President Bush is due at a Catonsville Head Start center today to try to inspire a little election-year gratitude with an announcement that he is seeking a major boost in financing for the popular early learning program.
The president's appearance at the Emily Harris Head Start Center is part of a series of budget "teasers" intended to get maximum political benefit from the good news in the spending plan Mr. Bush will offer to Congress next week.
Mr. Bush is expected to announce today that he will ask Congress to add more than $500 million to the $2.2 billion appropriated for Head Start this year. It would be the largest increase he has sought so far for the program, which last year got only a $100 million boost in the Bush budget.
Administration officials said the new money would be enough to fulfill the president's 1988 campaign pledge of fully funding a federal grant program that has been widely recognized for its benefits to poor and disadvantaged children.
Head Start now serves about 621,000 pre-schoolers, mostly 4-year-olds, who the administration says amount to 60 percent of the eligible children. Mr. Bush's new budget would enable the program to be offered to about 80 percent of the eligible 4-year-olds,according to an administration official.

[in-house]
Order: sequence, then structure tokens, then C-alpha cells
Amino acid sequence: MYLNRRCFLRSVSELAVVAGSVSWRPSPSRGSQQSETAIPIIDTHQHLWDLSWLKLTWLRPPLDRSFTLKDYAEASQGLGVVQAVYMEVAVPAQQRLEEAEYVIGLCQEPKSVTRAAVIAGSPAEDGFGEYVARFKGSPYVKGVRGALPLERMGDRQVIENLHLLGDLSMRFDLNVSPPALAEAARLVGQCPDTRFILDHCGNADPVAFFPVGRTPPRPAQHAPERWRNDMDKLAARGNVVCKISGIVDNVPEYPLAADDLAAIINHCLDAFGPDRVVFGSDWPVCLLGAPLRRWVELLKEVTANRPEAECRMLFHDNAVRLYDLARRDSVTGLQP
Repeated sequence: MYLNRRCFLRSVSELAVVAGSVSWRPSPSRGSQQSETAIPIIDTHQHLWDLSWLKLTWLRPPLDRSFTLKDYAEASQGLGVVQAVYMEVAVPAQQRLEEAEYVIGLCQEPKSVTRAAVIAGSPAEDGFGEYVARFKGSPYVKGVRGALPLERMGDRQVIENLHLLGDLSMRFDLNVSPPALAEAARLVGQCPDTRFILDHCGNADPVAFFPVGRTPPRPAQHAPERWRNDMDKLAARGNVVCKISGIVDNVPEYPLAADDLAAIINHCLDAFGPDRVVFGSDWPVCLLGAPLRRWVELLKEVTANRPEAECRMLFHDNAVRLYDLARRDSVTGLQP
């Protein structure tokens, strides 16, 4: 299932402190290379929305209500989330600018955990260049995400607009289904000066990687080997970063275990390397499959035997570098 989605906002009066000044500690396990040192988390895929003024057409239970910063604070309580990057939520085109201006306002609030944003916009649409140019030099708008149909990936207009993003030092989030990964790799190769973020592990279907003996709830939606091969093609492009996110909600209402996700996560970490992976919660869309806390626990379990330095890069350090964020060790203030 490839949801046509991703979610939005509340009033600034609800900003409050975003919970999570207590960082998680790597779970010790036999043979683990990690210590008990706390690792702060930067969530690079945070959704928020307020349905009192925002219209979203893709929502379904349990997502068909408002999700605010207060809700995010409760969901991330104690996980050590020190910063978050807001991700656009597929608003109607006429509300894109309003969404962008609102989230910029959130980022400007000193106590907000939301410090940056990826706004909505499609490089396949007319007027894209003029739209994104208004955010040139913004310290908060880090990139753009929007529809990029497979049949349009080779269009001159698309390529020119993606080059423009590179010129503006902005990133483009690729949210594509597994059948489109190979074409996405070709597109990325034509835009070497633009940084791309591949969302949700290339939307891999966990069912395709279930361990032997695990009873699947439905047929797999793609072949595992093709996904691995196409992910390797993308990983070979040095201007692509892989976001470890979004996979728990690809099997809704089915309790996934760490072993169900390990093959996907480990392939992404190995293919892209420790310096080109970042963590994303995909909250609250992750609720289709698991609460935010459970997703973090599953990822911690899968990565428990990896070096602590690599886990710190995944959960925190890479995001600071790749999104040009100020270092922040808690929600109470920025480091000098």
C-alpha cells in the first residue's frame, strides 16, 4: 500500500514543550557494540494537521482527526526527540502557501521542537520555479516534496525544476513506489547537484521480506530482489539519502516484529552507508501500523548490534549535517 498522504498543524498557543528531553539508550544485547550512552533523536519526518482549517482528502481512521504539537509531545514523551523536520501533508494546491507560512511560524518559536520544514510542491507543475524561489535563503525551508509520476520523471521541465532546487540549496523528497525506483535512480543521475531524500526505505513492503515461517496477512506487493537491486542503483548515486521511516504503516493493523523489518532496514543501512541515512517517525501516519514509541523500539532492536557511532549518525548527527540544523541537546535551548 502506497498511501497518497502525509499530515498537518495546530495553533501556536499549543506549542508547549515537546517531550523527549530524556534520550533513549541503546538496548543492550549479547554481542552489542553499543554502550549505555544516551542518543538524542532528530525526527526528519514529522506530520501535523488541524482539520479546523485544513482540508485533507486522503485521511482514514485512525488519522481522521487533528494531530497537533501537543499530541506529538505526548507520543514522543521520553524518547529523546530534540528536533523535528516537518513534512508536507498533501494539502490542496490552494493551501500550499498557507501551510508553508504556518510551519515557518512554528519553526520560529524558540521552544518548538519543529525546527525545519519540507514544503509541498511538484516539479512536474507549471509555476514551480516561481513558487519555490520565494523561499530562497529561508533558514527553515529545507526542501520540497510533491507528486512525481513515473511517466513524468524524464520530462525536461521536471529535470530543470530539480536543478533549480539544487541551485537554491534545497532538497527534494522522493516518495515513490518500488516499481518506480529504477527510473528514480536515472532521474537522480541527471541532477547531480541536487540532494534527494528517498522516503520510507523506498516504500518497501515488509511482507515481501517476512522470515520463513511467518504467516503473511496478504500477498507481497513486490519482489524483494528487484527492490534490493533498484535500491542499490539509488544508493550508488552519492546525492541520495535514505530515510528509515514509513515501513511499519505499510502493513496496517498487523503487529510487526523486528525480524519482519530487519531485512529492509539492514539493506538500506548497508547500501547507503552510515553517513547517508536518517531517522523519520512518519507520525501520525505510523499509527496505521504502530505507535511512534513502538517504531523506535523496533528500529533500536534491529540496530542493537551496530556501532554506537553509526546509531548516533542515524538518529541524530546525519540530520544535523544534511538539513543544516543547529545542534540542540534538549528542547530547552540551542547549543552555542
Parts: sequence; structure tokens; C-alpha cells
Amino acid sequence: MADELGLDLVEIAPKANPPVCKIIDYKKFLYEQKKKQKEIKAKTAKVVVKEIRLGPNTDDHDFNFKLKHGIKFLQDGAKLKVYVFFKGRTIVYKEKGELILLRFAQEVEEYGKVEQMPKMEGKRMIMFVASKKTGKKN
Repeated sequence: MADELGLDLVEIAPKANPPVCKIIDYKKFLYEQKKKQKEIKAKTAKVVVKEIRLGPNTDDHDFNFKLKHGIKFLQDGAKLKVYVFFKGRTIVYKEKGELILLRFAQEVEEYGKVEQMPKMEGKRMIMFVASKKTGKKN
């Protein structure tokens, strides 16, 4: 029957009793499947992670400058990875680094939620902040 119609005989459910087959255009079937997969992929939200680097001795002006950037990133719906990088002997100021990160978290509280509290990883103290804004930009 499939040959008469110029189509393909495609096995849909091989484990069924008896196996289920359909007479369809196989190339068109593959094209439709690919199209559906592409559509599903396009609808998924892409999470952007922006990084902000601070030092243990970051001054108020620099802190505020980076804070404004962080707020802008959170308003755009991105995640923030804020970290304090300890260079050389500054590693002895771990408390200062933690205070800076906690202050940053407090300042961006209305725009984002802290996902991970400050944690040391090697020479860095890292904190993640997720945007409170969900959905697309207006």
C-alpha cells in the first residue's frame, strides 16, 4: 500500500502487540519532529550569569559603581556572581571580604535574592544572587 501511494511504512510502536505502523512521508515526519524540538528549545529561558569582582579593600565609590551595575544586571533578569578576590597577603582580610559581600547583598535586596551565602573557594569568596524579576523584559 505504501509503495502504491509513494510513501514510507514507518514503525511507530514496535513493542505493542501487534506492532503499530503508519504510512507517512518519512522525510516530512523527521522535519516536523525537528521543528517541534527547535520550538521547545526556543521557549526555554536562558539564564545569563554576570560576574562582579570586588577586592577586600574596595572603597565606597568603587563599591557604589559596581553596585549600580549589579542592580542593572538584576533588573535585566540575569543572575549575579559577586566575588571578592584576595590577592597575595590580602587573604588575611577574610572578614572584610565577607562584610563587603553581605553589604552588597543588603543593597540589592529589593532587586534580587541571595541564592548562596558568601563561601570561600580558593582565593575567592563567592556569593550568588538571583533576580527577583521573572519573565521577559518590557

But some Head Start advocates believe the pre-school sessions, which are aimed at both intellectual and emotional development, should be made available to children aged 2 and 3 as well as to 4-year-olds. That would cost perhaps twice as much or more than what Mr. Bush is seeking.
Mr. Bush is also expected to talk about administration efforts to expand the Head Start program to include more emphasis on helping the parents of eligible children through literacy classes and job training.
There are already some such services available for parents of the 68 children attending the Emily Harris center, according to Marianne Anderson, director of the YMCA-Baltimore County Head Start program.